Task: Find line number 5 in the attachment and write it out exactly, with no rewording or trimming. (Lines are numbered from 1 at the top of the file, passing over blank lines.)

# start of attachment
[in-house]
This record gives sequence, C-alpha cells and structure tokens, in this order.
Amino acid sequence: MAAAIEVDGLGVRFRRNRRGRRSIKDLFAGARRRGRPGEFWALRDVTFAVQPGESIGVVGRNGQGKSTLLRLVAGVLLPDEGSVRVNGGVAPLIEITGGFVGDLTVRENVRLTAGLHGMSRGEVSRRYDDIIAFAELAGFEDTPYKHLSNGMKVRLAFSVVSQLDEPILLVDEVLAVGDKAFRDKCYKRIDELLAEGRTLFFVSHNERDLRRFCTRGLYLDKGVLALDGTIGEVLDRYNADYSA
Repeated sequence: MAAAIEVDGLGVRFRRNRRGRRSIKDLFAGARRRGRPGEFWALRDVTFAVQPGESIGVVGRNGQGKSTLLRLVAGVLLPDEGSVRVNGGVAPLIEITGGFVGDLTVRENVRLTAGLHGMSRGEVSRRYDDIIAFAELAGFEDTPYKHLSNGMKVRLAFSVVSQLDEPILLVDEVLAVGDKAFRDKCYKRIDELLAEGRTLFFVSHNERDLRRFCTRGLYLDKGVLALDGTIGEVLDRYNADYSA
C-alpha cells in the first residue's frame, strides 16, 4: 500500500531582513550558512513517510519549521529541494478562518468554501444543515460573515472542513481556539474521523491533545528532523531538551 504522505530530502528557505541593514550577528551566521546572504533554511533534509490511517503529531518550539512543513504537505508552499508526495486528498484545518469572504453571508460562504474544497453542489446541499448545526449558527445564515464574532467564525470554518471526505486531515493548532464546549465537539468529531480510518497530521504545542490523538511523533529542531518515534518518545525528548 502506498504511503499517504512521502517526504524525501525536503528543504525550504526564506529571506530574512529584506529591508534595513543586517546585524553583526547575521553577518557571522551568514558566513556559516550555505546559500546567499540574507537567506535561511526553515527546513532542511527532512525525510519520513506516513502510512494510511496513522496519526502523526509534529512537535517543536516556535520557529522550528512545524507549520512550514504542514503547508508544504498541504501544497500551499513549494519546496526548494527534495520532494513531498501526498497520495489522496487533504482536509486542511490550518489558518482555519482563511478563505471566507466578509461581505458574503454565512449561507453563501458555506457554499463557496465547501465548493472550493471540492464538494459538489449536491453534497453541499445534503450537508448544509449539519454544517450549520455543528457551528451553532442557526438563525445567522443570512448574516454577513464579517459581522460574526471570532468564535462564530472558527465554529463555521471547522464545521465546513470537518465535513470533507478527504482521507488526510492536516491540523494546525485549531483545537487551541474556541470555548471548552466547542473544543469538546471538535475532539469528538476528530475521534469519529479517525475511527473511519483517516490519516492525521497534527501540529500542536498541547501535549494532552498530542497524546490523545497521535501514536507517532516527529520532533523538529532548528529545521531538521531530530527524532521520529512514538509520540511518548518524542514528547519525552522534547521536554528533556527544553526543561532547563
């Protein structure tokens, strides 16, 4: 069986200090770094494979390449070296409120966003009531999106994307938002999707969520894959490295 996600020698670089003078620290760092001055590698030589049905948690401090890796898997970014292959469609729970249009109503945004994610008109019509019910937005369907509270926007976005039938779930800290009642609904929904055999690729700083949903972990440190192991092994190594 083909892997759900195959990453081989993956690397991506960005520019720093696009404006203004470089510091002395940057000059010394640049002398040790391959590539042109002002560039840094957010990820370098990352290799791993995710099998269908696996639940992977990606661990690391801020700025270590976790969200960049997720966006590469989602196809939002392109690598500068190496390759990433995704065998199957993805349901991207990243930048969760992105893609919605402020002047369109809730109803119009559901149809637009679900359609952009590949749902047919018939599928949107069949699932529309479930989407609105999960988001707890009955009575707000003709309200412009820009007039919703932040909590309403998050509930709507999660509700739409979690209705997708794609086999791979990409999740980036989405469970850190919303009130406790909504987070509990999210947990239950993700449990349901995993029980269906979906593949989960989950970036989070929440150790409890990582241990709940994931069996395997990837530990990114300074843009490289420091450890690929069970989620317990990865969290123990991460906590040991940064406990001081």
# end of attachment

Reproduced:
C-alpha cells in the first residue's frame, strides 16, 4: 500500500531582513550558512513517510519549521529541494478562518468554501444543515460573515472542513481556539474521523491533545528532523531538551 504522505530530502528557505541593514550577528551566521546572504533554511533534509490511517503529531518550539512543513504537505508552499508526495486528498484545518469572504453571508460562504474544497453542489446541499448545526449558527445564515464574532467564525470554518471526505486531515493548532464546549465537539468529531480510518497530521504545542490523538511523533529542531518515534518518545525528548 502506498504511503499517504512521502517526504524525501525536503528543504525550504526564506529571506530574512529584506529591508534595513543586517546585524553583526547575521553577518557571522551568514558566513556559516550555505546559500546567499540574507537567506535561511526553515527546513532542511527532512525525510519520513506516513502510512494510511496513522496519526502523526509534529512537535517543536516556535520557529522550528512545524507549520512550514504542514503547508508544504498541504501544497500551499513549494519546496526548494527534495520532494513531498501526498497520495489522496487533504482536509486542511490550518489558518482555519482563511478563505471566507466578509461581505458574503454565512449561507453563501458555506457554499463557496465547501465548493472550493471540492464538494459538489449536491453534497453541499445534503450537508448544509449539519454544517450549520455543528457551528451553532442557526438563525445567522443570512448574516454577513464579517459581522460574526471570532468564535462564530472558527465554529463555521471547522464545521465546513470537518465535513470533507478527504482521507488526510492536516491540523494546525485549531483545537487551541474556541470555548471548552466547542473544543469538546471538535475532539469528538476528530475521534469519529479517525475511527473511519483517516490519516492525521497534527501540529500542536498541547501535549494532552498530542497524546490523545497521535501514536507517532516527529520532533523538529532548528529545521531538521531530530527524532521520529512514538509520540511518548518524542514528547519525552522534547521536554528533556527544553526543561532547563